Unraveling the differential impact of PAHs and dioxin-like compounds on AKR1C3 reveals the EGFR extracellular domain as a critical determinant of the AHR response

Christian Vogeley, Natalie C. Sondermann, Selina Woeste, Afaque Ahmad Imtiyaz Momin, Viola Gilardino, Frederick Hartung, Markus Heinen, Sophia K. Maaß, Melina Mescher, Marius Pollet, Katharina M. Rolfes, Christoph F.A. Vogel, Andrea Rossi, Dieter Lang, Stefan T. Arold, Motoki Nakamura, Thomas Haarmann-Stemmann

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Abstract

Polycyclic aromatic hydrocarbons (PAHs), dioxin-like compounds (DLCs) and structurally-related environmental pollutants may contribute to the pathogenesis of various diseases and disorders, primarily by activating the aryl hydrocarbon receptor (AHR) and modulating downstream cellular responses. Accordingly, AHR is considered an attractive molecular target for preventive and therapeutic measures. However, toxicological risk assessment of AHR-modulating compounds as well as drug development is complicated by the fact that different ligands elicit remarkably different AHR responses. By elucidating the differential effects of PAHs and DLCs on aldo–keto reductase 1C3 expression and associated prostaglandin D2 metabolism, we here provide evidence that the epidermal growth factor receptor (EGFR) substantially shapes AHR ligand-induced responses in human epithelial cells, i.e. primary and immortalized keratinocytes and breast cancer cells. Exposure to benzo[a]pyrene (B[a]P) and dioxin-like polychlorinated biphenyl (PCB) 126 resulted in a rapid c-Src-mediated phosphorylation of EGFR. Moreover, both AHR agonists stimulated protein kinase C activity and enhanced the ectodomain shedding of cell surface-bound EGFR ligands. However, only upon B[a]P treatment, this process resulted in an auto-/paracrine activation of EGFR and a subsequent induction of aldo–keto reductase 1C3 and 11-ketoreduction of prostaglandin D2. Receptor binding and internalization assays, docking analyses and mutational amino acid exchange confirmed that DLCs, but not B[a]P, bind to the EGFR extracellular domain, thereby blocking EGFR activation by growth factors. Finally, nanopore long-read RNA-seq revealed hundreds of genes, whose expression is regulated by B[a]P, but not by PCB126, and sensitive towards pharmacological EGFR inhibition. Our data provide novel mechanistic insights into the ligand response of AHR signaling and identify EGFR as an effector of environmental chemicals.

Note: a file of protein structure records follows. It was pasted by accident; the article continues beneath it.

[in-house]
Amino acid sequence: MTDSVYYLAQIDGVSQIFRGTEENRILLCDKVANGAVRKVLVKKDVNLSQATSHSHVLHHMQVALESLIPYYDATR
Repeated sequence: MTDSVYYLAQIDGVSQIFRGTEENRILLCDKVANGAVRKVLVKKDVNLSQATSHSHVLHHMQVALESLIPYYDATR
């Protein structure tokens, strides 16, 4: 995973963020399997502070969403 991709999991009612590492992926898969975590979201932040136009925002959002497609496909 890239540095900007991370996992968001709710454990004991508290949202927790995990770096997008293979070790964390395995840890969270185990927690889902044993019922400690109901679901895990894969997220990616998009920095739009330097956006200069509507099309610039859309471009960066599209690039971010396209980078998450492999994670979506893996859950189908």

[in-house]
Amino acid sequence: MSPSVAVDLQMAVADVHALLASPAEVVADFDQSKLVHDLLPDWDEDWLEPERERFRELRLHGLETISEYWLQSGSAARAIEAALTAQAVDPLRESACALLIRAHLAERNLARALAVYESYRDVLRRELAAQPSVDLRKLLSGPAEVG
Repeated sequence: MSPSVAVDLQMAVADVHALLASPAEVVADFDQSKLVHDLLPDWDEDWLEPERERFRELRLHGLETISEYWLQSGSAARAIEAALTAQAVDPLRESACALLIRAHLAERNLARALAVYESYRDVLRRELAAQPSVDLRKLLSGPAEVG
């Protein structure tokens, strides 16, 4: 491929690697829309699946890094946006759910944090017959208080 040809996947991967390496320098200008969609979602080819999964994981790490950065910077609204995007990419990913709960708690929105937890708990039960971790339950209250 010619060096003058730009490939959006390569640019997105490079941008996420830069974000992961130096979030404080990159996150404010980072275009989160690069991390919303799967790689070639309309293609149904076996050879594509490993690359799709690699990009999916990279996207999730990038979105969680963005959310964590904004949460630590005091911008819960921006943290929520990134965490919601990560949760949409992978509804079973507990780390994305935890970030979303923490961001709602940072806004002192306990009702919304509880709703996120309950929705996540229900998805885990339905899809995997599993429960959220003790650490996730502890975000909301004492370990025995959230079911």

Original languageEnglish (US)
Pages (from-to)106989
JournalEnvironment International
Volume158
DOIs
StatePublished - Nov 20 2021

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